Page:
The truth is, there were some misses among the hits, but this fact probably won’t dent the enthusiasm of the winemakers, some desperate to break into the UK market (or any market, in some cases). However, this is a tough proposition, according to some.
Capua Winery produces a small selection of excellent wines, not least the textured Fiammante Cabernet Franc (2007) and the Dolce Amore, which, were it not for the glass and the watery consistency, I’d swear I was chewing a pineapple.
An even smaller producer — just 20,000 bottles a year — is Fontechiara, which still manages to export a reasonably profitable amount of wine in China and the US. The owner was an accountant before he swapped spreadsheets for terroir, and his two reds bear testament to the passion behind his reinvented lifestyle. More remarkable than the trick of bottling sophisticated liquid pepper is the price: it’s just €7 a bottle.
The Consorzio Produttori Vini Manduria operates on a much grander scale, managing to ship an enormous amount of wine from Puglia in the heel of Italy’s Primitivo region. This is a grape that’s usually cut with other grapes, a favourite of mine being Da Luca, a blend of Primitivo and Merlot I usually buy from Waitrose. This is the pure grape, though, and I simply couldn’t resist sampling a few sips to wash down a humble cracker. Here’s hoping the producer can find a reliable UK importer, having been ‘let down’ in the past, and can express itself outside of the so-far successful confines of Germany and Sweden.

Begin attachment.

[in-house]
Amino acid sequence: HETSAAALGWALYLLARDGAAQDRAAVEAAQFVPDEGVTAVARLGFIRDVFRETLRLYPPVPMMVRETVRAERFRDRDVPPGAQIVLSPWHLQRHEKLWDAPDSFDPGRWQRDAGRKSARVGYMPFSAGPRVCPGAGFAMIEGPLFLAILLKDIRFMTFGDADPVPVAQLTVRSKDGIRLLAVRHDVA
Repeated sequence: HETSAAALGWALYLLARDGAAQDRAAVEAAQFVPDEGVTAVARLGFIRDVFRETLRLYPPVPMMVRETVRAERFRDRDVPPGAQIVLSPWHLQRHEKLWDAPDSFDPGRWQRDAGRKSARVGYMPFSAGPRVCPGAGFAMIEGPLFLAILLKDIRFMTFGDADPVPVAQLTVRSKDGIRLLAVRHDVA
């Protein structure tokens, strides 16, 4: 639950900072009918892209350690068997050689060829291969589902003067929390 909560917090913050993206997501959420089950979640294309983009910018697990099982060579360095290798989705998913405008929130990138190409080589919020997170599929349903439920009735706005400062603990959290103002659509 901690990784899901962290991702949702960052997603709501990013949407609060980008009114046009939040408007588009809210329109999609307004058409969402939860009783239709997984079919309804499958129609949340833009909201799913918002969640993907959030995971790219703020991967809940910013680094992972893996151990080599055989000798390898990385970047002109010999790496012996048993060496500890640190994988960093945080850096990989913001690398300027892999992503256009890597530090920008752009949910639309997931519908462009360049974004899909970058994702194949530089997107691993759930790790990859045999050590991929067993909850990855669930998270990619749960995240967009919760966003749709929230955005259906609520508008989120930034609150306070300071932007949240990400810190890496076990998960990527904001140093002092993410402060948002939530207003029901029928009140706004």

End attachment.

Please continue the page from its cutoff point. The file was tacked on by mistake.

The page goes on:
Here in the UK, we can pay £15-19 for a ‘reasonable’ bottle of wine at a ‘reasonable’ restaurant, a startling fact when you hear how many of these fine wine producers are struggling to find UK importers simply because of the ridiculous costs involved. Roberto Ligasacchi of Fontemorsi describes how a €4 bottle of 30% Sangiovese may sell for €11 in an Italian restaurant, yet could cost £25 in Britain. It makes it hard for the producer to find an outlet that will take anything more than its cheapest wine, so the UK consumer often misses out on the real quality, such as the 100% Sangiovese I tasted. Better markets seem to be Germany, Denmark, the Netherlands and Switzerland. Include the US here, too.
Yet, all of this is in the shadow of the pubs, bars and restaurants that voice their concerns for their trade at the expense of the ultra-inexpensive supermarkets. I can sympathise, yet can’t help wanting to side with the supermarkets, as they seem to offer better wine at more reasonable prices for you and I.
Are you a wine producer struggling to find a UK importer? What obstacles are you facing? What advice can you share with other wine producers? Please leave a comment below.
Shaun Weston is editor of FoodBev.com. You can contact him here, or read his blog here.
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